Samsung Electronics, KPN and Sodexo named as the corporates working most collaboratively with startups across Europe
For the third year running, European startups have been asked through a public call to nominate the most active corporates in terms of open-innovation. Samsung Electronics, KPN and Sodexo got the top three positions, according the new ranking unveiled today in Brussels at an official ceremony at the presence of European Commission Vice President Jyrki Katainen.
The Europe’s Corporate Startup Stars ranking was produced by the open innovation advisory firm Mind the Bridge and innovation foundation Nesta under the European Commission’s Startup Europe Partnership initiative. In total 36 companies were awarded – 12 as SEP Europe’s Corporate Startup Stars and 24 as SEP Europe’s Open Innovation Challengers.
Special awards have also been assigned for Corporate Accelerators, Startup Procurement, Investment, M&A plus Open Innovation Innovative Approaches, with three awards for each category.
This annual ranking is realised as a part of the European Commission’s Startup Europe Partnership initiative. This year, Jyrki Tapani Katainen, the European Commission Vice-President for Jobs, Growth, Investment and Competitiveness awarded the companies and provided his insights in a keynote speech. Members of the selection committee, including Bindi Karia, Candace Johnson and Isidro Laso Ballesteros, also attended the ceremony.
“Collaboration between established corporates and startups can bring tremendous benefits to both. Startups get the possibility access resources and market insight to help them scale up, whilst for established companies, such collaborations can be a strong driver of innovation – as well as bring subtler benefits like cultural change – commented European Vice-President Katainen – However, it is hard to get it right. We believe that the organizations doing this well should be recognized as trailblazers, and hope that they inspire others”.
“The expectations and potential are significant for Open Innovation and corporate-startup collaboration. – added Alberto Onetti, Chairman Mind the Bridge, Coordinator Startup Europe Partnership (SEP), who moderated the Award Ceremony – but a lack of real understanding of the term is a key barrier to adoption. That’s why we decided to recognize the companies that are active in this area. Showcasing concrete cases and results is worth a thousand buzzwords”.
Along with Samsung Electronics, KPN and Sodexo, companies awarded among the Top 12 SEP Europe’s Corporate Startup Stars are: AB InBev, Barclays, Bosch, Centrica, Enel, Iberdrola, KBC Group, Mastercard and Vodafone.
An additional 24 companies have been awarded as “Open Innovation Challengers”: ABB, ACCIONA S.A., Amadeus IT Group, Amazon, Banco Sabadell, BBVA, Cisco, Dell, Deutsche Bahn AG, EDP, Ferrovial, Fiege Group, Google, LVMH, Nouryon, Qualcomm, Rabobank, RBS, Royal BAM Group, Salesforce, Santander, SAP, Sonae and Virgin.
AB InBev, Enel and Iberdrola received the “Corporate Startup Procurement Award”, while the “Corporate Startup Acquisition Award” went to BBVA, Centrica and HPE.
Deutsche Bahn, KBC Group and Virgin have been recognised with the “Corporate Startup Accelerator Award”; Bosch, Dell, Qualcomm with the “Corporate Startup Investment Award”, and ACCIONA, Amadeus IT Group and Sonae with the “Open Innovation Innovative Approach Award”.
Alongside the award ceremony, Mind the Bridge and Nesta have published new research titled “The Status of Open Innovation in Europe”. This report includes data from the top 36 companies that have been recognised as active in open innovation in Europe.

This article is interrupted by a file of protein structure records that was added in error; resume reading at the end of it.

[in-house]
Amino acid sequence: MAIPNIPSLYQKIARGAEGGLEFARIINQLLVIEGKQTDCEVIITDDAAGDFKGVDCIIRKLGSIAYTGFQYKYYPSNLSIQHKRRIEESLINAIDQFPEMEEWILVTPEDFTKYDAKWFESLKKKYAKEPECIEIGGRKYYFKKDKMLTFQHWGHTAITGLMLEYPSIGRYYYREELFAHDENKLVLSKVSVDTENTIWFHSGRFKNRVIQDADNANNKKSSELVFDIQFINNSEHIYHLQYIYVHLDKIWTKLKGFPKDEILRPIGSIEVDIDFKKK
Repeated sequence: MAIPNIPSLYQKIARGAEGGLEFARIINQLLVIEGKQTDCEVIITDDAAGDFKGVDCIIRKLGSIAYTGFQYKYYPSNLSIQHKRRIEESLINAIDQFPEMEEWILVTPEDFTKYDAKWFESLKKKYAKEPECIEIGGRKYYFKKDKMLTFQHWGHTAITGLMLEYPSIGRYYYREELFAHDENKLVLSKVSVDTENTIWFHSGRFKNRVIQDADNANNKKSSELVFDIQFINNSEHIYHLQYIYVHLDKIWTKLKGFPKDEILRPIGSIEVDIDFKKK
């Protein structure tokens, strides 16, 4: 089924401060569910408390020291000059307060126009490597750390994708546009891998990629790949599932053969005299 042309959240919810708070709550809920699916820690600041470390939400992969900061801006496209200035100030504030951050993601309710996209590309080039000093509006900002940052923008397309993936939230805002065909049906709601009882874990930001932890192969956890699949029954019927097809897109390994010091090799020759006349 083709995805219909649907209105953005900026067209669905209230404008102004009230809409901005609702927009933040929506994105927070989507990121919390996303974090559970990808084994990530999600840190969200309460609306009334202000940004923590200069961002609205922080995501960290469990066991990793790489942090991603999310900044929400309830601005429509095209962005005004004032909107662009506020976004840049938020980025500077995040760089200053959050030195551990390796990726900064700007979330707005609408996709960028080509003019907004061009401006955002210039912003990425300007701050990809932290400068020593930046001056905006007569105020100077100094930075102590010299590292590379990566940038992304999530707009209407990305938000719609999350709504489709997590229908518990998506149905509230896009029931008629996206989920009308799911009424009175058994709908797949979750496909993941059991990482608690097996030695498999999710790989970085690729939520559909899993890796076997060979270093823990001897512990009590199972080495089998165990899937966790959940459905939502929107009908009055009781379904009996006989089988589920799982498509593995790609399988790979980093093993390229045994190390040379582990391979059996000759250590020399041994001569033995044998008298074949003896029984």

According to the research, European companies spend less on innovation than their competitors. In recent years there has been an increasing move towards open innovation, especially in high tech industries where collaboration with startups is key. However, despite a gradual upwards trend in innovation performance, further efforts are needed to ensure Europe’s global competitiveness., even
Key findings and lessons for corporates looking to work more collaboratively with startups:
- The significant majority (88%) of the corporates surveyed have a dedicated open innovation unit, with direct report lines to the CEO, Chief Innovation Officer or Chief Digital Officer
- Innovation Outposts’: Having a direct presence in the world’s tech hotspots is a recent and growing trend
- Procurement: Funded proof-of-concept and co-development programmes continue to be widely used and confirm to be a productive way to engage with startups
- Accelerators continue to be widely adopted, though as reported in Mind the Bridge and Nesta’s 2017 study, there are concerns about the financial sustainability (IRR) of programmes
- Investments: As observed in the 2017 study, the trend continues of a gradual reduction of the use of CVC funds in favour of off-balance, strategically-driven investments
- Acquisitions: The analysis again confirms that European corporations are mildly acquisitive, in comparison with US counterparts.
“Innovation is key to sustained corporate success, and collaboration between startups and corporates as a form of open innovation can bring tremendous value to both parties. However, it is difficult to get right. These awards showcase firms which have managed to bridge the differences in size and culture, working effectively with startups and scaleups for mutual benefit.” – commented Christopher Haley, Head of New Technology & Startup Research, Nesta.
“POCs confirm to be the mainstream way used by leading corporations to initiate their engagement with startups. Procurement can trigger investments and acquisitions when strategic considerations come to play – ended Alberto Onetti – We are also witnessing some cases of corporates abandoning/downsizing their accelerator programmes. In parallel more and more European corporates are establishing a presence in Silicon Valley”.